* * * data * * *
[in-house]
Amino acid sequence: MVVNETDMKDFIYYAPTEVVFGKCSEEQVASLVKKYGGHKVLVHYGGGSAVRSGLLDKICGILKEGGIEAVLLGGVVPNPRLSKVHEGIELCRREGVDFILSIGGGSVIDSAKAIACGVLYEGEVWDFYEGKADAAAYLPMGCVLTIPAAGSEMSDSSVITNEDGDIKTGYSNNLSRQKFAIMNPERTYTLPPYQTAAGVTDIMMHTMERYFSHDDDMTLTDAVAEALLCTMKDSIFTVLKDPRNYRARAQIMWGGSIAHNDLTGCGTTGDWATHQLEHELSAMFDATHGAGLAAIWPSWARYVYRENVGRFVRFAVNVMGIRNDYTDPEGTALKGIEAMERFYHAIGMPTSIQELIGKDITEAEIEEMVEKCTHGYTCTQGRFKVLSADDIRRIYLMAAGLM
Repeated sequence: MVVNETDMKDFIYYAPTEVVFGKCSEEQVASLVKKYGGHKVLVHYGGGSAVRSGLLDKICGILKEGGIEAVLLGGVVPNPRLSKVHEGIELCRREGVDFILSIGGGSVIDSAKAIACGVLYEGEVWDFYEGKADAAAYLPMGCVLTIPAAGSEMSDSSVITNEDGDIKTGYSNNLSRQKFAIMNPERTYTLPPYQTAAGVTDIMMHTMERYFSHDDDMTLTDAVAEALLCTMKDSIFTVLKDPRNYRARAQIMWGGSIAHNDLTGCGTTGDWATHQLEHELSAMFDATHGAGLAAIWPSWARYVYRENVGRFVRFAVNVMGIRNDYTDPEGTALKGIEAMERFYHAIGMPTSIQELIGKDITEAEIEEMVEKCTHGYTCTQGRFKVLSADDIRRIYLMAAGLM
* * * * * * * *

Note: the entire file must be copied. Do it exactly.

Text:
[in-house]
Amino acid sequence: MVVNETDMKDFIYYAPTEVVFGKCSEEQVASLVKKYGGHKVLVHYGGGSAVRSGLLDKICGILKEGGIEAVLLGGVVPNPRLSKVHEGIELCRREGVDFILSIGGGSVIDSAKAIACGVLYEGEVWDFYEGKADAAAYLPMGCVLTIPAAGSEMSDSSVITNEDGDIKTGYSNNLSRQKFAIMNPERTYTLPPYQTAAGVTDIMMHTMERYFSHDDDMTLTDAVAEALLCTMKDSIFTVLKDPRNYRARAQIMWGGSIAHNDLTGCGTTGDWATHQLEHELSAMFDATHGAGLAAIWPSWARYVYRENVGRFVRFAVNVMGIRNDYTDPEGTALKGIEAMERFYHAIGMPTSIQELIGKDITEAEIEEMVEKCTHGYTCTQGRFKVLSADDIRRIYLMAAGLM
Repeated sequence: MVVNETDMKDFIYYAPTEVVFGKCSEEQVASLVKKYGGHKVLVHYGGGSAVRSGLLDKICGILKEGGIEAVLLGGVVPNPRLSKVHEGIELCRREGVDFILSIGGGSVIDSAKAIACGVLYEGEVWDFYEGKADAAAYLPMGCVLTIPAAGSEMSDSSVITNEDGDIKTGYSNNLSRQKFAIMNPERTYTLPPYQTAAGVTDIMMHTMERYFSHDDDMTLTDAVAEALLCTMKDSIFTVLKDPRNYRARAQIMWGGSIAHNDLTGCGTTGDWATHQLEHELSAMFDATHGAGLAAIWPSWARYVYRENVGRFVRFAVNVMGIRNDYTDPEGTALKGIEAMERFYHAIGMPTSIQELIGKDITEAEIEEMVEKCTHGYTCTQGRFKVLSADDIRRIYLMAAGLM